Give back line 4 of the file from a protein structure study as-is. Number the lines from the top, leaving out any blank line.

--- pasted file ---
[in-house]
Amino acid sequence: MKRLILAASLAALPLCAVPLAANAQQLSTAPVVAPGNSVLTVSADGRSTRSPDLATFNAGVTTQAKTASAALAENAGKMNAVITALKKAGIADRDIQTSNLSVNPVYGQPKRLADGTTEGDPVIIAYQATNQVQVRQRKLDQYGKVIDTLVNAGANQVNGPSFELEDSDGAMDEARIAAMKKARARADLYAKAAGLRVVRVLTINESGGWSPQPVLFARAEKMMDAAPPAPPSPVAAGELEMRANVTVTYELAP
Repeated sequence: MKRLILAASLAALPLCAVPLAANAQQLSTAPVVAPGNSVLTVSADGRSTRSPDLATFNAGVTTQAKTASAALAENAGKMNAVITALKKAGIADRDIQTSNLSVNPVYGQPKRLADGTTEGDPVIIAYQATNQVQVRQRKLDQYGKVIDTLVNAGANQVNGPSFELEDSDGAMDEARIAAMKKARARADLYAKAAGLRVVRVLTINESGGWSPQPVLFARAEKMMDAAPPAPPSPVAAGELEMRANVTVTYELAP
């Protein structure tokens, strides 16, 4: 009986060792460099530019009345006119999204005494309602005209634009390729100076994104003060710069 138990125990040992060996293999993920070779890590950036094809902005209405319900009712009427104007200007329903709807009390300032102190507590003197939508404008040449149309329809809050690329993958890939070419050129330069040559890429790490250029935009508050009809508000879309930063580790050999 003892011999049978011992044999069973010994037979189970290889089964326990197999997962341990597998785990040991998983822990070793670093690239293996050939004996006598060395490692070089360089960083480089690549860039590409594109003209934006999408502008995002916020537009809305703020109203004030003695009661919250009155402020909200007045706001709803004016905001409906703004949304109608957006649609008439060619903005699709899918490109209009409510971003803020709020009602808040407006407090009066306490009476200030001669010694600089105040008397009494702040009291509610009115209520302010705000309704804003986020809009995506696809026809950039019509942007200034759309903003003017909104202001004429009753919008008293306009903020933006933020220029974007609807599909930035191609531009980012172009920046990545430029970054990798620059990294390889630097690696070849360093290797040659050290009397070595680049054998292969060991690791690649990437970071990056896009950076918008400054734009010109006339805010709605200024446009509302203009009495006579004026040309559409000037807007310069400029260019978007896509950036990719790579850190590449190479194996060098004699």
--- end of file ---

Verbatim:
């Protein structure tokens, strides 16, 4: 009986060792460099530019009345006119999204005494309602005209634009390729100076994104003060710069 138990125990040992060996293999993920070779890590950036094809902005209405319900009712009427104007200007329903709807009390300032102190507590003197939508404008040449149309329809809050690329993958890939070419050129330069040559890429790490250029935009508050009809508000879309930063580790050999 003892011999049978011992044999069973010994037979189970290889089964326990197999997962341990597998785990040991998983822990070793670093690239293996050939004996006598060395490692070089360089960083480089690549860039590409594109003209934006999408502008995002916020537009809305703020109203004030003695009661919250009155402020909200007045706001709803004016905001409906703004949304109608957006649609008439060619903005699709899918490109209009409510971003803020709020009602808040407006407090009066306490009476200030001669010694600089105040008397009494702040009291509610009115209520302010705000309704804003986020809009995506696809026809950039019509942007200034759309903003003017909104202001004429009753919008008293306009903020933006933020220029974007609807599909930035191609531009980012172009920046990545430029970054990798620059990294390889630097690696070849360093290797040659050290009397070595680049054998292969060991690791690649990437970071990056896009950076918008400054734009010109006339805010709605200024446009509302203009009495006579004026040309559409000037807007310069400029260019978007896509950036990719790579850190590449190479194996060098004699």